There are several DOSBox "distributions", that try to include community developed patches on top of upstream SVN version (e.g. DOSBox-ECE) and at least one well-maintained fork: DOSBox-X - it includes features such as changing options in runtime (e.g. scaler) and includes some patches from DOSBox-Daum (which seems defunct, but is used by several DOS games on Steam).
mos 27 June 2019 at 12:32 pm UTC
TheSHEEEPQuite frankly, DOSBox is not a good example of how to develop software, but it's the only thing we have doing what it does
https://github.com/stsp/dosemu2
also, unlike $subj not a horrible resource hog. you won't need an i9 to play anything decent. IF it works for your game at all, that is. DosBox has a lot of quirks thats true.
dreamer_ 27 June 2019 at 1:11 pm UTC
mos
TheSHEEEPQuite frankly, DOSBox is not a good example of how to develop software, but it's the only thing we have doing what it does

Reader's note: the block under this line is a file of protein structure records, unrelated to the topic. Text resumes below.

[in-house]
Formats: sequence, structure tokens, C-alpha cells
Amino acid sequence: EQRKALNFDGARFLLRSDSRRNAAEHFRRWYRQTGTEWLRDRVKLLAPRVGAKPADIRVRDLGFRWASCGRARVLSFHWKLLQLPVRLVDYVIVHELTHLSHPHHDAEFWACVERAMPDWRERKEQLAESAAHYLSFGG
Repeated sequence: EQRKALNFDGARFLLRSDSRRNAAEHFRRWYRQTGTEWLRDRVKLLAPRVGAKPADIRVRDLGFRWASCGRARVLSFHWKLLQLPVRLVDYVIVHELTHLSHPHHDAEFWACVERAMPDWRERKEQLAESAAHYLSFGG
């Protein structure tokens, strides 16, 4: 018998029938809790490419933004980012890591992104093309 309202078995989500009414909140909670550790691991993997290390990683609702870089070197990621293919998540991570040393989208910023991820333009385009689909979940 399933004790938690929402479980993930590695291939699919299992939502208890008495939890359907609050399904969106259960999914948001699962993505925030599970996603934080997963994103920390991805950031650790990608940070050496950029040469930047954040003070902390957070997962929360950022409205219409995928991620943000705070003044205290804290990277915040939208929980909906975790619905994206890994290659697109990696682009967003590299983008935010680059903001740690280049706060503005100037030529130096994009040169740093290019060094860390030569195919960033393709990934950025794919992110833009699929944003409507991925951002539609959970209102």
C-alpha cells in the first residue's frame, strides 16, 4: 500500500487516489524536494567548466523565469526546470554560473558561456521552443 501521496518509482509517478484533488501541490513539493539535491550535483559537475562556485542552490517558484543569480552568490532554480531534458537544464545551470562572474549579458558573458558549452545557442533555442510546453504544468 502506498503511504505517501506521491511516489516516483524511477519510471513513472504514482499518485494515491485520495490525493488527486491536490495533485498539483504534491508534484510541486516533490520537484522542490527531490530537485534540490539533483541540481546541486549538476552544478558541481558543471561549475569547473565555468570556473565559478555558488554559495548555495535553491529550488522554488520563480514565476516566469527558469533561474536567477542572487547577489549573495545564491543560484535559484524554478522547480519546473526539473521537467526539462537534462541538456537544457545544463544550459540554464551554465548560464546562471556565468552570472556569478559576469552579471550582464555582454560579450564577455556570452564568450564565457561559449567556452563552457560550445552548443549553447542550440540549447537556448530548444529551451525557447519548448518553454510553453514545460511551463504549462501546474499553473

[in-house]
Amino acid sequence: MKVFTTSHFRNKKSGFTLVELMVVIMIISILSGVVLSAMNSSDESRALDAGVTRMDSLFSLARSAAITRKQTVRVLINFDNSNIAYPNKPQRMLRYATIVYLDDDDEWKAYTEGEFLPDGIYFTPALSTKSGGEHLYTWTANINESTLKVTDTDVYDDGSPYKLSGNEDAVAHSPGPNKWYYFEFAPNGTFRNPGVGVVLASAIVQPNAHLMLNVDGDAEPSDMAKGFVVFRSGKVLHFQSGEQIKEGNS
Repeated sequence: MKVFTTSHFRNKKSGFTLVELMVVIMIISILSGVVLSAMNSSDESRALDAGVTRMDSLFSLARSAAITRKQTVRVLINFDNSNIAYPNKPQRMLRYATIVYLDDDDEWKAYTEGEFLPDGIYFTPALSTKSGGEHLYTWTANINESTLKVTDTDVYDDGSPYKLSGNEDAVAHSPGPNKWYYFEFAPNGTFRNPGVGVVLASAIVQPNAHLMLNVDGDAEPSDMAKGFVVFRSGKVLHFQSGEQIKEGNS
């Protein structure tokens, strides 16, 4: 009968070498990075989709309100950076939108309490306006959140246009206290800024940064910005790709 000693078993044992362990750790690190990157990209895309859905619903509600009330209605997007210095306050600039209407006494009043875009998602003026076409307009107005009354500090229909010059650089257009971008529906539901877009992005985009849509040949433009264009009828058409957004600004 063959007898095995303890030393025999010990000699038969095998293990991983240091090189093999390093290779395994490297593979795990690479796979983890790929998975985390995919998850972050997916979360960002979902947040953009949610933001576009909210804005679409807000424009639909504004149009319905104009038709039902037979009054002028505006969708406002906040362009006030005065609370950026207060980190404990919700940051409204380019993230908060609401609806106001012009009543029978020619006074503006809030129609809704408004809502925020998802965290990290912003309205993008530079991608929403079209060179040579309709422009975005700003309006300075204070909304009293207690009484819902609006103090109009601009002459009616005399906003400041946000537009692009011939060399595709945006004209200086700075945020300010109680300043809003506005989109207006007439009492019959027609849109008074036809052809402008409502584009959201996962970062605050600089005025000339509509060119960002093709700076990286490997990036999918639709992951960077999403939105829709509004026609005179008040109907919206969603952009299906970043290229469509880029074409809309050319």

https://github.com/stsp/dosemu2
also, unlike $subj not a horrible resource hog. you won't need an i9 to play anything decent. IF it works for your game at all, that is. DosBox has a lot of quirks thats true.

DOSBox is not that big resource hog TBH. It can run most games comfortably, as long as you configure it properly - this is the tricky part (use exclusively output=opengl or openglnb, avoid setting cpu.cycles, do not go overboard with forced scalers, never use frameskip, etc). But DOSBox has terrible defaults and it's documentation gives an impression that you need powerful CPU (maybe by 2001 standards).

Good to know there is an alternative, though - I'll check out if I can add dosemu2 support in steam-dos .